sitcom halloween

Herman Munster’s message still holds true over 50 years later. Be kind, love others and strive to be a better human. (The Munsters-1964) 

Important thing about the purge universe is that tv exists in the purge universe, I mean it’s just our world with Purging so like obviously, but have you considered that this means that like how sitcoms have Halloween episodes and Christmas episodes, they would also now have purge episodes

I would pay God direct cash if I could get hooked up with the purge universe’s episode of the Big Bang theory where Sheldon in a full bazingaed blood rage decapitates Howard with a dull prop bat'leth as the audience laughs uproariously

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Marvel studios presents: “Bewitched” the “No More Mortals” episode was the best. Happy Halloween!

#scarletwitch #bewitched #witch #vision#avengers #westcoastavengers #sitcom#sitcoms #retro #tv #classictv #antennatv#marvel #marvelcomics #marvelstudios#comics #thelineitisdrawn#comicbookresources #halloween#spooky #witchcraft #billwalko #art

Week 7: Comedy in the Unpredictable Ordinary in Barney Miller and Brooklyn 99

My episodes for this week were Halloween themed episodes that used the holiday’s celebration of the supernatural, trickery, and spooky shenanigans to imbue the serious, ordinary police setting with unpredictable, “random” comedy. “Werewolf” (Barney Miller S3E6) begins with Nick answering a phone call about UFOs landing in Central Park. He monotonously informs the office, “UFO landed in Central Park. Anyone need any cheering up?” to which Fish replies, “There’s nothing funny anymore.” But things take a turn for the strange in the office when a ‘psychopath’ named Kopechne is arrested for creating public commotion. He believes he “suffers” from lycanthropy and warns the detectives that because it’s a full moon, his transformation into a ferocious werewolf is minutes away. Though most of the characters take this ‘omen’ with a grain of salt, some are visibly perturbed, like Detective Wojo who feels compelled to lock Kopechne in a temporary cell. Once imprisoned, he starts acting up, much to the perturbation of Nick and Harris, commingling themes of melodrama, horror, and comedy into the scene.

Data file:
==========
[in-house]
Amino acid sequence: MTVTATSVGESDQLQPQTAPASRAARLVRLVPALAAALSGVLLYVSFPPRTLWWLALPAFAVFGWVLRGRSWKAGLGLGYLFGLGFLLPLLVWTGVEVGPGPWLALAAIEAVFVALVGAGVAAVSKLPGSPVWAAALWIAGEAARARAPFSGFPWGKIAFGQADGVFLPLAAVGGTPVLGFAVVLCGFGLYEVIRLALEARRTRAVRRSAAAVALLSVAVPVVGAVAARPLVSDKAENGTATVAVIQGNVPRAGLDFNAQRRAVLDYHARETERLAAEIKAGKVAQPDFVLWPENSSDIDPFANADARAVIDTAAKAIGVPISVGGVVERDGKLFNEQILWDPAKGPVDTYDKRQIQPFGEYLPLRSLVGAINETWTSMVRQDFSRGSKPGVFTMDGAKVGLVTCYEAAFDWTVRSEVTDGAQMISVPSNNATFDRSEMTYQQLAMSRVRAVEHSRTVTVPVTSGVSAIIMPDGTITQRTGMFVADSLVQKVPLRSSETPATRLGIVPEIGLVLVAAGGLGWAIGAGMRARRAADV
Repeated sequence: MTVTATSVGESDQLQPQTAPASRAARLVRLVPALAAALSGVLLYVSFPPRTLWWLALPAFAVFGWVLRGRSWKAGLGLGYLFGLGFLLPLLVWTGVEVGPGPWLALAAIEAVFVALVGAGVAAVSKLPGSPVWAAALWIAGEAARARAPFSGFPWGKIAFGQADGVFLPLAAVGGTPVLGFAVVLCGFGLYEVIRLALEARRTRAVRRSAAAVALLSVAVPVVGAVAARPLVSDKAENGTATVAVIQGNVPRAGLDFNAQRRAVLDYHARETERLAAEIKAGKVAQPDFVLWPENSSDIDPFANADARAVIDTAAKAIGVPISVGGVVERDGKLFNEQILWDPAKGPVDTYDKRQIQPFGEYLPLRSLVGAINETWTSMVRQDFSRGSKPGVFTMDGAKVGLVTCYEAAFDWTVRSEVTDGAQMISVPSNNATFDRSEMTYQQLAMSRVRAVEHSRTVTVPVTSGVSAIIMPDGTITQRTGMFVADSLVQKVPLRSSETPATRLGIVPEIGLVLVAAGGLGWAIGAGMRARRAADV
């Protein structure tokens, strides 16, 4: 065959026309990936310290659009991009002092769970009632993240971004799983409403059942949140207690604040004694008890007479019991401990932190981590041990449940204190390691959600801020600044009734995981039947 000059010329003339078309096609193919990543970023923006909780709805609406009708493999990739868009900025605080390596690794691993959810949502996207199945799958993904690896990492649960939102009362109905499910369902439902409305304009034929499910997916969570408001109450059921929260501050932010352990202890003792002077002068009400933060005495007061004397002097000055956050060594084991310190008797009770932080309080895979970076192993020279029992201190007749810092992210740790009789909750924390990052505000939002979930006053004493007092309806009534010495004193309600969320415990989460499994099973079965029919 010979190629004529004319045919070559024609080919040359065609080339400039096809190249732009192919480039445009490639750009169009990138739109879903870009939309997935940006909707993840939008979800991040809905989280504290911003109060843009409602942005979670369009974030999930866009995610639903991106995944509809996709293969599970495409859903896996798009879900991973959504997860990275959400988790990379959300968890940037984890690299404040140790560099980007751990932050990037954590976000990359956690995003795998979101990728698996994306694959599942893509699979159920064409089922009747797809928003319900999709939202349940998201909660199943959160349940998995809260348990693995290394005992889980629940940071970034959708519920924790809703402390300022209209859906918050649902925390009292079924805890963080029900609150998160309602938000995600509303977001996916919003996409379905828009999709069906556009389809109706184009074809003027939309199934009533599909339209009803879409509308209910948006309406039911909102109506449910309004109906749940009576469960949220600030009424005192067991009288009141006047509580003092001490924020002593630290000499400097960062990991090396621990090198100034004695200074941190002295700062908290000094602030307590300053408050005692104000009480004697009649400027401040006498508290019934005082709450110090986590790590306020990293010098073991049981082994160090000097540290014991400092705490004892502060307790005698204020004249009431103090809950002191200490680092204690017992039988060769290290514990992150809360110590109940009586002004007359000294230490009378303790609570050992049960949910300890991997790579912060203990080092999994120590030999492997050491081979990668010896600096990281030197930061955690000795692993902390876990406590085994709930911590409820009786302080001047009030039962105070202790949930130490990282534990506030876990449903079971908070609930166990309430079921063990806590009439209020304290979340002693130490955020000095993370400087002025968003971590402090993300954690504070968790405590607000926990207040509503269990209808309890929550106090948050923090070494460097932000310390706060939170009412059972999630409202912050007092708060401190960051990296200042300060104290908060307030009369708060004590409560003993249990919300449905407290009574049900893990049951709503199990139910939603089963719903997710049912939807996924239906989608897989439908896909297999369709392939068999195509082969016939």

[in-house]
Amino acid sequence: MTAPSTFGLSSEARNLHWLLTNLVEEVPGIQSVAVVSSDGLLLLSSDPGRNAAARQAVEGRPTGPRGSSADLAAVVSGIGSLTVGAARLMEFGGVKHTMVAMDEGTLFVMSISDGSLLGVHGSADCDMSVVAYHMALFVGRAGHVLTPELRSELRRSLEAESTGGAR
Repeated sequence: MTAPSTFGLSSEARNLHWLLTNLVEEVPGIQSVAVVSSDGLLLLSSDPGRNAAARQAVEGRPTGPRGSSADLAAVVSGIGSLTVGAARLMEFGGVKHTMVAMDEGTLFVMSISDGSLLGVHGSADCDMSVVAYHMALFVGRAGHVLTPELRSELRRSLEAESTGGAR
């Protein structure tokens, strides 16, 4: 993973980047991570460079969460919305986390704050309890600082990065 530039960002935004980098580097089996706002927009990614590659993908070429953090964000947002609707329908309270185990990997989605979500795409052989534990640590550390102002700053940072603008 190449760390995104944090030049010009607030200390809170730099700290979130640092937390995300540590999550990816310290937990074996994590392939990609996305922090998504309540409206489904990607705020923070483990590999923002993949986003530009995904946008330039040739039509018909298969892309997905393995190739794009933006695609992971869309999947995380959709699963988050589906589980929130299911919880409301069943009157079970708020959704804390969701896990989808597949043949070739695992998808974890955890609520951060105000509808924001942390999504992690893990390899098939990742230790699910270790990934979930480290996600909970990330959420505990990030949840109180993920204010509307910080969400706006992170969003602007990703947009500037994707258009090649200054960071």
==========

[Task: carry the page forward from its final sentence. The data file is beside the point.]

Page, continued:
Kopechne: It happens slowly. Sometimes it’s hard to notice at first.

Nick: You — T-t-t-take it easy.

Kopechne: I’m starting to itch.

Nick: Oh, that’s normal around here.

Kopechne: It’s like all the hair on my legs is wriggling.

Nick: Oh, no, don’t do that, that just — just —